A few weeks back I sat on a “Digital Marketing Town Hall” panel produced by the Indianapolis chapter of the International Association of Business Communicators (IABC) with fellow marketing whizzes Brian Wyrick (Raidious) and Nathan Zarse (Xiik).
It was a complete treat mainly due to the engaged audience, which was a mix of folks just getting started and also several specialists in the digital realm. Great questions were asked, good times had, and cookies were eaten. However, by the time we wrapped up I felt we were still just peeling the first layer off of the digital onion. This blog post is meant to serve as both a recap and an opportunity to include answers to questions that were not asked.
Below you’ll find some of the questions with paraphrased answers. If you attended the event and didn’t get to ask a question, please ask it here!
1. Digital marketing has become a broad area that evolves daily. What are some of the latest trends you’re seeing in digital technology that are most relevant for communicators?
Both Brian Wyrick and I had a similar revelation in answering this question. As of late we’ve seen clients come to our respective agencies with complicated tools and software that is going either under or completely un-utilized. We’ve also seen many larger organizations with fragmented digital marketing efforts, operating out of harmony. At SmallBox we often call this the “digital ecosystem” and when channels aren’t talking to each other, results can easily fall flat. The takeaway for me is that the implementation of powerful software needs to begin with a strategic approach: consider how these tools fit within the marketing life-cycle for your audience, and set a timetable and goals in order to measure success.
2. How do you continue to innovate in an industry that is evolving so constantly?
The best example of constant innovation I have personally experienced is a concept coined by Jeb Banner called “quarantined disruption.” Twice each year, SmallBox takes an entire week off of client work to focus on our own toolbox: defining and honing processes, strategic planning, building digital tools and much, MUCH more. We call this Factory Week. This is disruptive in that the entire company moves out of its comfort zone for a week and puts the brakes on our weekly task list, yet we consider it healthy since it is “quarantined” to the weeks we’ve chosen (as opposed to cramming these projects into each month). The outcome has typically been a united team with a sense of purpose and satisfaction from the amount of work accomplished.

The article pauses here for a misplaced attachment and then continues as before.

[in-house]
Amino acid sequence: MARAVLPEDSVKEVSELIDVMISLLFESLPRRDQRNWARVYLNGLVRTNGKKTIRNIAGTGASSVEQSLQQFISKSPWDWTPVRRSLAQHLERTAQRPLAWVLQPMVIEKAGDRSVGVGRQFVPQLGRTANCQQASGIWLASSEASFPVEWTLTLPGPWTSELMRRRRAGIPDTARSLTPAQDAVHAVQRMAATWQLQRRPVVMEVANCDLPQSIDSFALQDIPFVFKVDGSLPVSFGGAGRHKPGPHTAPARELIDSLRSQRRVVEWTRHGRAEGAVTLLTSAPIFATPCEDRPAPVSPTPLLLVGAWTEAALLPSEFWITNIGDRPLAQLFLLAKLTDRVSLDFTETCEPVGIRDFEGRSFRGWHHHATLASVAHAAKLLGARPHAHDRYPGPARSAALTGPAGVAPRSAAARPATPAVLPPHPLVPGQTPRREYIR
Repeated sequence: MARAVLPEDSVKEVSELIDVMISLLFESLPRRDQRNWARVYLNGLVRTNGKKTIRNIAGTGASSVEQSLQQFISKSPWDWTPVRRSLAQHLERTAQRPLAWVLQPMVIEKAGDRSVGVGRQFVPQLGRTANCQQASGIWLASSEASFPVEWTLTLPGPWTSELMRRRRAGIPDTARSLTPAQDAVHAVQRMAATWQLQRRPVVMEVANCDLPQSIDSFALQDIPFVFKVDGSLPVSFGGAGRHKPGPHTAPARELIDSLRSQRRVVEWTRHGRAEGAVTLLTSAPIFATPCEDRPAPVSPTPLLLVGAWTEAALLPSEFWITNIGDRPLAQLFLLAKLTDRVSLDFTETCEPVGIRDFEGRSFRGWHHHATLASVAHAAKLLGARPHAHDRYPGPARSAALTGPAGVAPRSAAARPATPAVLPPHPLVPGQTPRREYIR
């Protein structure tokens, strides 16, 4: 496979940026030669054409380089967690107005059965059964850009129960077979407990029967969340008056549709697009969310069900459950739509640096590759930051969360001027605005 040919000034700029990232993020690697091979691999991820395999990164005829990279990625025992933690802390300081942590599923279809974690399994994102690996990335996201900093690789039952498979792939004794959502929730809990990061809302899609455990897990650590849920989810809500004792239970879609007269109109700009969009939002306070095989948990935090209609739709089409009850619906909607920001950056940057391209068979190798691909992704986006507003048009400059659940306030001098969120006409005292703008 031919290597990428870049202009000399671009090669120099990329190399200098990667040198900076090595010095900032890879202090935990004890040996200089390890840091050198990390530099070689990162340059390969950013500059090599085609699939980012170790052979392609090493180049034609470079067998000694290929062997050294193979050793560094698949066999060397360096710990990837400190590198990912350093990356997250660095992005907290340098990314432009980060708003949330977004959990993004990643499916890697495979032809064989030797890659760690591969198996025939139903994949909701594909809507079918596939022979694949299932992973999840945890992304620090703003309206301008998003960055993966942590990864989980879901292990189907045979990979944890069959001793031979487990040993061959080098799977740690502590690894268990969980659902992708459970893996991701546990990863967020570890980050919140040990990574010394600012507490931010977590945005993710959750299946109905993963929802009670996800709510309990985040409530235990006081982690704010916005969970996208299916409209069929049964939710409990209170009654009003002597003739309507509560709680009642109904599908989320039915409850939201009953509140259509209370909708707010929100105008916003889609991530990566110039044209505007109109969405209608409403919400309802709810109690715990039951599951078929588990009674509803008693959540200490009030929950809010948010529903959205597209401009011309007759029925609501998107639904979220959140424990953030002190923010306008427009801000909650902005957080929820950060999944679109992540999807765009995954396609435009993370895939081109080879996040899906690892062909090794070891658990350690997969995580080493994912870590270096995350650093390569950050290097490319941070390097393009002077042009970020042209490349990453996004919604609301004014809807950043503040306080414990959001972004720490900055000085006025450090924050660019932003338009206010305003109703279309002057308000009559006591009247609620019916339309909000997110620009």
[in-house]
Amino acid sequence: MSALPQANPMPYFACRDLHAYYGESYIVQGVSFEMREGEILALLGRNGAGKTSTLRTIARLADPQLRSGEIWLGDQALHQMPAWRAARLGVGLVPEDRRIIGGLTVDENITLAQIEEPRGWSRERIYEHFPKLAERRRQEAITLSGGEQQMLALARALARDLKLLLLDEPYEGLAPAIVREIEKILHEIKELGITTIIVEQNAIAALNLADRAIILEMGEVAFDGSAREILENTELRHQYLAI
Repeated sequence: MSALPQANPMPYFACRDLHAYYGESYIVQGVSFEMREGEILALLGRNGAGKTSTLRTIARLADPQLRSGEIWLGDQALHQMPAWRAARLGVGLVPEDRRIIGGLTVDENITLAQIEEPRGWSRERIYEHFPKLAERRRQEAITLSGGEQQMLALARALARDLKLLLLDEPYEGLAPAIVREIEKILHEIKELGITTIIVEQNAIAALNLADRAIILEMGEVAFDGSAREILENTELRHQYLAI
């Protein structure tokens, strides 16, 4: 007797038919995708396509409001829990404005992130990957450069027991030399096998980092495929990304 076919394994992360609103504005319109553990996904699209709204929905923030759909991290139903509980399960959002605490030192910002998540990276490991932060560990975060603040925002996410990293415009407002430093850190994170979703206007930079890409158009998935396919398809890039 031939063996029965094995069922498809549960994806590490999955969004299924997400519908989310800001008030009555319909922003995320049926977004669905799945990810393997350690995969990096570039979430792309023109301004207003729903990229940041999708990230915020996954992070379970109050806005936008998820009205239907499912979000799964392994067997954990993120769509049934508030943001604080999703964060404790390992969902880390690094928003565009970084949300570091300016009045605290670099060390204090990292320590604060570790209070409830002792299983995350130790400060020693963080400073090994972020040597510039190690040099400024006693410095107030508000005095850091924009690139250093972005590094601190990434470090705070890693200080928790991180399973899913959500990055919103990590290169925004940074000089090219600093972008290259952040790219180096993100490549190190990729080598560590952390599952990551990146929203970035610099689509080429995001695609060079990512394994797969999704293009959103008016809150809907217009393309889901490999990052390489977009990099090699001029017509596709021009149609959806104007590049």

3. What are some of the top things you believe organizations should evaluate when developing a digital marketing strategy?
Integrating the entire organization within a marketing strategy is at the absolute top of my list. At the core of this idea is the concept of “brand ambassadors”, which are typically employees on the front lines that carry the brand into every interaction with customers. How can the entire team play a role in creating content and interacting via social media? This can include providing answers to common questions asked via customer service and sales meetings, or simply promoting content via their personal social channels like Twitter and LinkedIN. Just like in music, an orchestra playing in harmony has a much stronger voice than a soloist.
4. How should you use digital marketing differently when focusing on existing customers versus attracting new customers?
I love the question because it points to a huge opportunity in digital marketing: building a true community with your customers. Easier said than done, but the result is an engaged customer base that advocates for your organization (referrals) and brings new ideas to the table (increased sales). This can look different for every business, but I’ll give a few examples on how SmallBox focuses on building community with our clients:
- Monthly events such as a lunch & learn we call “Box Lunch” and open Beer Friday.
- Customer-centric content and email newsletter. Constant education is critical.
- Random “nicings” such as beer deliveries on Friday afternoons.
Many thanks to my co-panelists, the IABC and the attendees for an awesome event. Don’t hesitate to ask a question here if these thoughts spark something magical!